A Liberty feature consists of a feature manifest file and a collection of one or more OSGI bundles so that it can be installed into the Liberty runtime server.

  1. Create a Liberty Feature Project: File > New > Other …, then select the Liberty Feature Project and click Next.
  2. Enter SampleTool in the Project name field, and choose defaultServer from the Target runtime pull-down, then click Next.
  3. In the OSGi Bundles Selection Page dialog, click New Bundle… to create the SampleTool Web application bundle (WAB). The WAB is a bundle that contains a web application and that can be deployed in an OSGi container.
  4. Enter SampleToolBundle as the project name. Select the check box for Add Web Support and choose Web 3.0 from the corresponding pull down, then click Next.
  5. In the Java configuration panel, leave the default settings and click Next.
  6. Enter SampleTool as the context root, then click Next.
  7. Enter SampleTool as the symbolic name for the bundle and leave the version as 1.0.0.qualifier. Click Finish to complete the bundle configuration.
  8. Ensure that the SampleTool 1.0.0 is selected in the Contained Bundles window. Now click Finish to complete the tool feature configuration.

You have now created a tool feature project.

Configuring the tool feature

This section describes how to configure the feature manifest. A feature is defined by a feature manifest file (.mf file) that is stored in the lib/features directory. Installation uses the OSGI-INF/SUBSYSTEM.MF file from the ESA file as a new feature manifest that can be copied into the ${wlp.user.dir}/lib/features directory.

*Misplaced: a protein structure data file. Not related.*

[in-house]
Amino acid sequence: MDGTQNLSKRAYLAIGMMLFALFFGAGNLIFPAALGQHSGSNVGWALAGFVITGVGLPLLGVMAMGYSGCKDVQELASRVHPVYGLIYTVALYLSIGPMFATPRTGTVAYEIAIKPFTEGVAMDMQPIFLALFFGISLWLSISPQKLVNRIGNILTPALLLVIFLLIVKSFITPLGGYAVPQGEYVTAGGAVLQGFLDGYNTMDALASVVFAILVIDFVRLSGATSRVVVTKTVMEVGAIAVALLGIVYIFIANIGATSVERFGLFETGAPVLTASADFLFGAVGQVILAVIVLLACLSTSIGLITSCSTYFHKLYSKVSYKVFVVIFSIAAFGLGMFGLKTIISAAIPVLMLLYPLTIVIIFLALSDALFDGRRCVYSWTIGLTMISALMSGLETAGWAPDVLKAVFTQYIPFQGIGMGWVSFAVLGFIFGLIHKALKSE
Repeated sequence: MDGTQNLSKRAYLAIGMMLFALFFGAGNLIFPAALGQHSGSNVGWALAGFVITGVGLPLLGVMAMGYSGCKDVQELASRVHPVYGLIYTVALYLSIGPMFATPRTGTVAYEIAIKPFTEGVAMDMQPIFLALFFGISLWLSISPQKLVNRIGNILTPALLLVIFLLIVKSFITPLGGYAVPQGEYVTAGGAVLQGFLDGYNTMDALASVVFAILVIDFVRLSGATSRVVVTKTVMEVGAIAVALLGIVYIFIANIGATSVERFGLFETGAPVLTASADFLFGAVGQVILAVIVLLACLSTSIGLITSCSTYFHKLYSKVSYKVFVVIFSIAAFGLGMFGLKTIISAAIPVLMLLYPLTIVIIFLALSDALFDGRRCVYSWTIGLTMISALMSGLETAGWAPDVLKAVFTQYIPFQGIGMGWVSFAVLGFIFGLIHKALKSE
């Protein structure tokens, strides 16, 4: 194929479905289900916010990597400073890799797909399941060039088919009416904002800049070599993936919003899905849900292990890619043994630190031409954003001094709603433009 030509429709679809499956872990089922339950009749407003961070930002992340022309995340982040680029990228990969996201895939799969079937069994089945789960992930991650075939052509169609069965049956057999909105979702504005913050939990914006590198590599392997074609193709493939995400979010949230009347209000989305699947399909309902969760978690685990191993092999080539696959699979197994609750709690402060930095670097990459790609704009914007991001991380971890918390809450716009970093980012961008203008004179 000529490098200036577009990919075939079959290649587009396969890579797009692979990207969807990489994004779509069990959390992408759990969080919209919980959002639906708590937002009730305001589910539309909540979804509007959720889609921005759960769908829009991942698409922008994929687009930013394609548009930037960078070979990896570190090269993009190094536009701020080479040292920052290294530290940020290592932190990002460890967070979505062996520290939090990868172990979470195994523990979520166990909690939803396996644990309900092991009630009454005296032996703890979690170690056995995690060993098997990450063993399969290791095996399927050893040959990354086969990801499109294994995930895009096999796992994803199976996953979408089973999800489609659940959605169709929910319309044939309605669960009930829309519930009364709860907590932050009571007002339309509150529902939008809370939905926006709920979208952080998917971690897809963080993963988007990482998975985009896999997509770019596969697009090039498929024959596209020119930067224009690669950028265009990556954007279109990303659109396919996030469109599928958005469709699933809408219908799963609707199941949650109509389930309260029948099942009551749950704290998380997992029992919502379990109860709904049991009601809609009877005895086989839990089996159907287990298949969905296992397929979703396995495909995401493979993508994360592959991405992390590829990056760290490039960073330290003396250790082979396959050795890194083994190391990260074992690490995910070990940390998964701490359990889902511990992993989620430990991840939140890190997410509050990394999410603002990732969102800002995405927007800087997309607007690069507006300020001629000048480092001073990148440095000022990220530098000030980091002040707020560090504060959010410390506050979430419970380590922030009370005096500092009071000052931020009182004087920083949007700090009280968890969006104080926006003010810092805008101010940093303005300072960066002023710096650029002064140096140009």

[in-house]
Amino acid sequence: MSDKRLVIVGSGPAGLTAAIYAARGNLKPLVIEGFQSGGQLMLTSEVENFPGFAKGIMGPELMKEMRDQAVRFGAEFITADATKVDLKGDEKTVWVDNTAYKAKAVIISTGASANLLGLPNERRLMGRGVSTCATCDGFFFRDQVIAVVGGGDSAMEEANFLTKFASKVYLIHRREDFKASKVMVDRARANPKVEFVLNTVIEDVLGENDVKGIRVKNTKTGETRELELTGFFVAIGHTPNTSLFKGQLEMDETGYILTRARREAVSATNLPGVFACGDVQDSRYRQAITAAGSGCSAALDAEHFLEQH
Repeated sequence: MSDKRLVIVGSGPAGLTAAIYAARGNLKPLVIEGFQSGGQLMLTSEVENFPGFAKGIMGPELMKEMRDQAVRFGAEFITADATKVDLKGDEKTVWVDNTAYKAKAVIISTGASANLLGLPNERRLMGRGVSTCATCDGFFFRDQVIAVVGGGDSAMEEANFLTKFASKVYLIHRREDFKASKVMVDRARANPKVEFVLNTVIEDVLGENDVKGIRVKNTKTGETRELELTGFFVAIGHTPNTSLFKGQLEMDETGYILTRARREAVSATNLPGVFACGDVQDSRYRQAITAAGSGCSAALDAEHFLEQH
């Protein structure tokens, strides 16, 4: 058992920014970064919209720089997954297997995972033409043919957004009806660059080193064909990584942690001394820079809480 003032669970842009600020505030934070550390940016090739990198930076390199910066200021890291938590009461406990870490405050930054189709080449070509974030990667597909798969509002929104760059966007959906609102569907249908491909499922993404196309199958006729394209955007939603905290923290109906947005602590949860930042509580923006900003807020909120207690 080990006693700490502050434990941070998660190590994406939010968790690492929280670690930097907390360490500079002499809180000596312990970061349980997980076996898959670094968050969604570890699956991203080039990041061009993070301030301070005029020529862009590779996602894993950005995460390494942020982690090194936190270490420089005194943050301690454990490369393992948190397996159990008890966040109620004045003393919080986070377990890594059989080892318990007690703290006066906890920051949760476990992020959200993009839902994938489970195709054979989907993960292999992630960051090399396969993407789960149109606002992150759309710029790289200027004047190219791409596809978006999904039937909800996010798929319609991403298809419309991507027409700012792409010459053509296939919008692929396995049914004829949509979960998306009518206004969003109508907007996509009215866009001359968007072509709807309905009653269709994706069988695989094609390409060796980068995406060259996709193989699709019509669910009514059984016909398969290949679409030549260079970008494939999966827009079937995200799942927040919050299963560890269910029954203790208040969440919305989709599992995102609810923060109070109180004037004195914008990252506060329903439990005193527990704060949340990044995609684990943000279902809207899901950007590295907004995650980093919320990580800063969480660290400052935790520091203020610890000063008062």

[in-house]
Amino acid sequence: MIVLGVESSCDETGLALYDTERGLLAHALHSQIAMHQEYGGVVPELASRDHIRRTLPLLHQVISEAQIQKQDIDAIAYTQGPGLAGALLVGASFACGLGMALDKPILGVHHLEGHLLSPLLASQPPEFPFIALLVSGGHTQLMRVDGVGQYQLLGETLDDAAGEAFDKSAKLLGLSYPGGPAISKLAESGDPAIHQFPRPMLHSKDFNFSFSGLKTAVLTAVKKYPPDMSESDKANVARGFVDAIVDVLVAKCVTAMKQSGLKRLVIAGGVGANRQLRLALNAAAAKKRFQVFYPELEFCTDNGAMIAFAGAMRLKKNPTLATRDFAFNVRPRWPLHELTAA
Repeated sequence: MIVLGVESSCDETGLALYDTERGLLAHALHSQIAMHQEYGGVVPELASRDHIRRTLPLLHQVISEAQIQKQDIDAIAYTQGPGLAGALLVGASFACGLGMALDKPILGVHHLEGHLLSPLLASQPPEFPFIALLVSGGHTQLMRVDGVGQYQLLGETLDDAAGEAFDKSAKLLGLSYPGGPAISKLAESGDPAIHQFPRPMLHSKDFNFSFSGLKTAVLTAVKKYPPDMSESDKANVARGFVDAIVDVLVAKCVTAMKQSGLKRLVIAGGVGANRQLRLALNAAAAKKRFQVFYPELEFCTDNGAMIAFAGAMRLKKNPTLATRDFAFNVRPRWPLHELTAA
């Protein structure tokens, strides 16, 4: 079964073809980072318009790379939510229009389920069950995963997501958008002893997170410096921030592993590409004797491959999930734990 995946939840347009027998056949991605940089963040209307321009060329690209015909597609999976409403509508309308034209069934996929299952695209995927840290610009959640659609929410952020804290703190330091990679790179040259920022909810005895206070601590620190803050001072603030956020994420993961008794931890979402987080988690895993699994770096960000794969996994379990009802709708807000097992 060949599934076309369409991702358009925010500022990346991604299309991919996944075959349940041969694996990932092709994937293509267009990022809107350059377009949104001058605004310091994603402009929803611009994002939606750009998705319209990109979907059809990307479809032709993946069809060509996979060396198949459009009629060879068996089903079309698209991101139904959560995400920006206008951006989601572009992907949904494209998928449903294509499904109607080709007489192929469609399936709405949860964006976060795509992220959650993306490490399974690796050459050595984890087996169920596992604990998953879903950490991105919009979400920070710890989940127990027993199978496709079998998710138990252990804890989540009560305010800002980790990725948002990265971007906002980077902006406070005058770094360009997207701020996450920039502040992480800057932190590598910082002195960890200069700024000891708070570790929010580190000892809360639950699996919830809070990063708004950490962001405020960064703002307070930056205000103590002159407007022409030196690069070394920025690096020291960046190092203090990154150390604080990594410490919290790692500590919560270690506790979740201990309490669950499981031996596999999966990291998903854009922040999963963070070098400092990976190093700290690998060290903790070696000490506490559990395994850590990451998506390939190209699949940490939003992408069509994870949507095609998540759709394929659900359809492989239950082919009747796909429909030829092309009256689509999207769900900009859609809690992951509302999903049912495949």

When editing any manifest the following formatting rules apply:

  • If any header is too long for a single line, ensure that any subsequent lines are indented with a single space, otherwise these extra lines will be treated as a new manifest headers, and will cause errors in the manifest.
  • A manifest must always end with an empty line.

Editing the tool feature manifest

  1. Expand the SampleTool project, and in the OSGI-INF directory open the SUBSYSTEM.MF file.
  2. On the Overview page, make sure the following values are configured:
            Symbolic Name: SampleTool
            Version: 1.0.0.qualifier
            IBM-ShortName: SampleTool
  3. Click the SUBSYSTEM.MF tab at the bottom of the panel to open the Manifest editor.
  4. Add the following headers to the manifest, making sure that each one is on a new line:

    Subsystem-Name: %name
    Subsystem-Description: %description
    Subsystem-Category: admincenter
    Subsystem-Localization: OSGI-INF/l10n/subsystem
  5. Add the IBM-Provision-Capability header to the manifest.

    IBM-Provision-Capability: osgi.identity; filter:="(&(type=osgi.subsystem.feature)

    This header indicates that the tool automatically gets provisioned without the administrator needing to configure it in the server.xml. The header lists the other features that must be provisioned before this feature can be automatically provisioned. In our case we have a requirement on the Admin Center feature.

  6. Amend the directive on the Subsytem-Name to ensure that the feature has protected scope:

            Subsystem-SymbolicName: SampleTool; visibility:=protected
  7. Update the Subsystem-Content header with the value:
    Subsystem-Content: SampleTool;version="1.0.0",; type="osgi.subsystem.feature"

    This header is a comma-separated list of dependent bundles and/or features that this tool feature needs to be available in the runtime. The best practice for Admin Center tools is to also add the Admin Center feature to the Subsystem-Content header. This means that if the feature was ever configured in the server.xml it would still define its dependencies.

  8. (optional) If you wish to add your own icons, you must create icon images. For desktop/tablet icons, the images need to be 142px by 142px, and should be either BMP, JPG or PNG files. If you want the icons to be displayed on phones, the icon size is 78px by 78px. If you do not complete this step the tool will use the Admin Center default tool icons: